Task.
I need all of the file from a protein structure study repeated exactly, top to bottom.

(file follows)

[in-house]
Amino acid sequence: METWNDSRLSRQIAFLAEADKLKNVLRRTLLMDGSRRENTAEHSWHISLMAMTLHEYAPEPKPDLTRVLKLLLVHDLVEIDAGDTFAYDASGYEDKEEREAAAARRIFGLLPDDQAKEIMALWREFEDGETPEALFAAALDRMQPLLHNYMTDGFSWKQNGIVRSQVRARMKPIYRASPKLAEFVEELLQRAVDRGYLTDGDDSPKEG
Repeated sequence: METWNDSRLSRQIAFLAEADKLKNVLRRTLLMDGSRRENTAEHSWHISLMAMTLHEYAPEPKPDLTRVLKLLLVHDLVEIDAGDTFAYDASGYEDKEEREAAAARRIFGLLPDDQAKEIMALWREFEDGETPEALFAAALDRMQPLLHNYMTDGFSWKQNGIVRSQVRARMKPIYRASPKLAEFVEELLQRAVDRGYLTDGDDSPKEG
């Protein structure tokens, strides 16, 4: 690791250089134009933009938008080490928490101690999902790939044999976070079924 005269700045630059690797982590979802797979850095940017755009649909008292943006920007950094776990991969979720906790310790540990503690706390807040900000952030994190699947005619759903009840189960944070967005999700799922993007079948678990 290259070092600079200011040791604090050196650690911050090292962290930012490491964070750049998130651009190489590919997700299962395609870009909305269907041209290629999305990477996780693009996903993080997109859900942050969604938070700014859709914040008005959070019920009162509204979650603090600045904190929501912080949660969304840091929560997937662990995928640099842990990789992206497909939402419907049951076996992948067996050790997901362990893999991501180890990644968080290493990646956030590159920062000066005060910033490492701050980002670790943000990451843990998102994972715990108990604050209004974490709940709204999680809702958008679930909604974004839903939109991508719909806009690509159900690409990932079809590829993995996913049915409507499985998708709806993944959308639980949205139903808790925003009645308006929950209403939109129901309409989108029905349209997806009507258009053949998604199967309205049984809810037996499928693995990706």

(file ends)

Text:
[in-house]
Amino acid sequence: METWNDSRLSRQIAFLAEADKLKNVLRRTLLMDGSRRENTAEHSWHISLMAMTLHEYAPEPKPDLTRVLKLLLVHDLVEIDAGDTFAYDASGYEDKEEREAAAARRIFGLLPDDQAKEIMALWREFEDGETPEALFAAALDRMQPLLHNYMTDGFSWKQNGIVRSQVRARMKPIYRASPKLAEFVEELLQRAVDRGYLTDGDDSPKEG
Repeated sequence: METWNDSRLSRQIAFLAEADKLKNVLRRTLLMDGSRRENTAEHSWHISLMAMTLHEYAPEPKPDLTRVLKLLLVHDLVEIDAGDTFAYDASGYEDKEEREAAAARRIFGLLPDDQAKEIMALWREFEDGETPEALFAAALDRMQPLLHNYMTDGFSWKQNGIVRSQVRARMKPIYRASPKLAEFVEELLQRAVDRGYLTDGDDSPKEG
């Protein structure tokens, strides 16, 4: 690791250089134009933009938008080490928490101690999902790939044999976070079924 005269700045630059690797982590979802797979850095940017755009649909008292943006920007950094776990991969979720906790310790540990503690706390807040900000952030994190699947005619759903009840189960944070967005999700799922993007079948678990 290259070092600079200011040791604090050196650690911050090292962290930012490491964070750049998130651009190489590919997700299962395609870009909305269907041209290629999305990477996780693009996903993080997109859900942050969604938070700014859709914040008005959070019920009162509204979650603090600045904190929501912080949660969304840091929560997937662990995928640099842990990789992206497909939402419907049951076996992948067996050790997901362990893999991501180890990644968080290493990646956030590159920062000066005060910033490492701050980002670790943000990451843990998102994972715990108990604050209004974490709940709204999680809702958008679930909604974004839903939109991508719909806009690509159900690409990932079809590829993995996913049915409507499985998708709806993944959308639980949205139903808790925003009645308006929950209403939109129901309409989108029905349209997806009507258009053949998604199967309205049984809810037996499928693995990706």